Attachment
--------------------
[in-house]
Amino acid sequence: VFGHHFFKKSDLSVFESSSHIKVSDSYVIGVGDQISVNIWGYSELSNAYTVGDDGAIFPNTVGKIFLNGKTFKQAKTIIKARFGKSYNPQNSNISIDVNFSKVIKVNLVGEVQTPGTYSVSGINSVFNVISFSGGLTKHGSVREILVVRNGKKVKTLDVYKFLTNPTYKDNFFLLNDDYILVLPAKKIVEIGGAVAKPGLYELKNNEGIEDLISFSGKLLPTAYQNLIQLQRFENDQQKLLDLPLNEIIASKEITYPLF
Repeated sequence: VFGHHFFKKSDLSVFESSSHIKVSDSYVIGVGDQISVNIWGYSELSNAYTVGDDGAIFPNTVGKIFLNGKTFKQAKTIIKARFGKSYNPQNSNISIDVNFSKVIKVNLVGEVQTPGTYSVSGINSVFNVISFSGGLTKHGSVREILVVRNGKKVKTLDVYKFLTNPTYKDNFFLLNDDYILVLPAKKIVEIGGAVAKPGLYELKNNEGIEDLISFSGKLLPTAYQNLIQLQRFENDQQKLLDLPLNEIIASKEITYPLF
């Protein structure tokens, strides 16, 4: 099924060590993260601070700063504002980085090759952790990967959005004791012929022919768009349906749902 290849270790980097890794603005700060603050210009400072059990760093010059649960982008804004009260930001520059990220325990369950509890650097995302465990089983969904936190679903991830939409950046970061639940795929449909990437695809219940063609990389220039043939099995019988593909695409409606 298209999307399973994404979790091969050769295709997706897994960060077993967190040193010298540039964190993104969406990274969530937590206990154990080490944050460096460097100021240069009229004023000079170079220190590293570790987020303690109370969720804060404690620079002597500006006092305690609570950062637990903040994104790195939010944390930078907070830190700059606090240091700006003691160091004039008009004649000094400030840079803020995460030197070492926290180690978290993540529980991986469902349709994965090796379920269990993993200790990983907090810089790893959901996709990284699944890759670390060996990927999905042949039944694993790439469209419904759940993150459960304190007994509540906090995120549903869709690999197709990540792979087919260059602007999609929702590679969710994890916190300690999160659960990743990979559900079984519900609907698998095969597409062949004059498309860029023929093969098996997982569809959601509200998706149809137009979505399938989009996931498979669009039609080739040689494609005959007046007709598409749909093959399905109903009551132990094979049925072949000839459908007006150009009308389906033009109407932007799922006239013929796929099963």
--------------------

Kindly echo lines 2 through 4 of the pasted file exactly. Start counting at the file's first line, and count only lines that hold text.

Amino acid sequence: VFGHHFFKKSDLSVFESSSHIKVSDSYVIGVGDQISVNIWGYSELSNAYTVGDDGAIFPNTVGKIFLNGKTFKQAKTIIKARFGKSYNPQNSNISIDVNFSKVIKVNLVGEVQTPGTYSVSGINSVFNVISFSGGLTKHGSVREILVVRNGKKVKTLDVYKFLTNPTYKDNFFLLNDDYILVLPAKKIVEIGGAVAKPGLYELKNNEGIEDLISFSGKLLPTAYQNLIQLQRFENDQQKLLDLPLNEIIASKEITYPLF
Repeated sequence: VFGHHFFKKSDLSVFESSSHIKVSDSYVIGVGDQISVNIWGYSELSNAYTVGDDGAIFPNTVGKIFLNGKTFKQAKTIIKARFGKSYNPQNSNISIDVNFSKVIKVNLVGEVQTPGTYSVSGINSVFNVISFSGGLTKHGSVREILVVRNGKKVKTLDVYKFLTNPTYKDNFFLLNDDYILVLPAKKIVEIGGAVAKPGLYELKNNEGIEDLISFSGKLLPTAYQNLIQLQRFENDQQKLLDLPLNEIIASKEITYPLF
């Protein structure tokens, strides 16, 4: 099924060590993260601070700063504002980085090759952790990967959005004791012929022919768009349906749902 290849270790980097890794603005700060603050210009400072059990760093010059649960982008804004009260930001520059990220325990369950509890650097995302465990089983969904936190679903991830939409950046970061639940795929449909990437695809219940063609990389220039043939099995019988593909695409409606 298209999307399973994404979790091969050769295709997706897994960060077993967190040193010298540039964190993104969406990274969530937590206990154990080490944050460096460097100021240069009229004023000079170079220190590293570790987020303690109370969720804060404690620079002597500006006092305690609570950062637990903040994104790195939010944390930078907070830190700059606090240091700006003691160091004039008009004649000094400030840079803020995460030197070492926290180690978290993540529980991986469902349709994965090796379920269990993993200790990983907090810089790893959901996709990284699944890759670390060996990927999905042949039944694993790439469209419904759940993150459960304190007994509540906090995120549903869709690999197709990540792979087919260059602007999609929702590679969710994890916190300690999160659960990743990979559900079984519900609907698998095969597409062949004059498309860029023929093969098996997982569809959601509200998706149809137009979505399938989009996931498979669009039609080739040689494609005959007046007709598409749909093959399905109903009551132990094979049925072949000839459908007006150009009308389906033009109407932007799922006239013929796929099963």